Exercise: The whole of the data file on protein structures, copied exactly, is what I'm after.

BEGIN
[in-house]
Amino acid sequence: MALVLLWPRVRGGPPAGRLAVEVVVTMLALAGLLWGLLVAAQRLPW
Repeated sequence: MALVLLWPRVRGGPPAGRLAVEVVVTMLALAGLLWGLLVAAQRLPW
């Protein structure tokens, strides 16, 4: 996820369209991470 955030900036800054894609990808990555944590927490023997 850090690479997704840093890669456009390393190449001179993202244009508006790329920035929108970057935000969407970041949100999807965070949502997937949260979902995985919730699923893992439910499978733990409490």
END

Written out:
[in-house]
Amino acid sequence: MALVLLWPRVRGGPPAGRLAVEVVVTMLALAGLLWGLLVAAQRLPW
Repeated sequence: MALVLLWPRVRGGPPAGRLAVEVVVTMLALAGLLWGLLVAAQRLPW
């Protein structure tokens, strides 16, 4: 996820369209991470 955030900036800054894609990808990555944590927490023997 850090690479997704840093890669456009390393190449001179993202244009508006790329920035929108970057935000969407970041949100999807965070949502997937949260979902995985919730699923893992439910499978733990409490």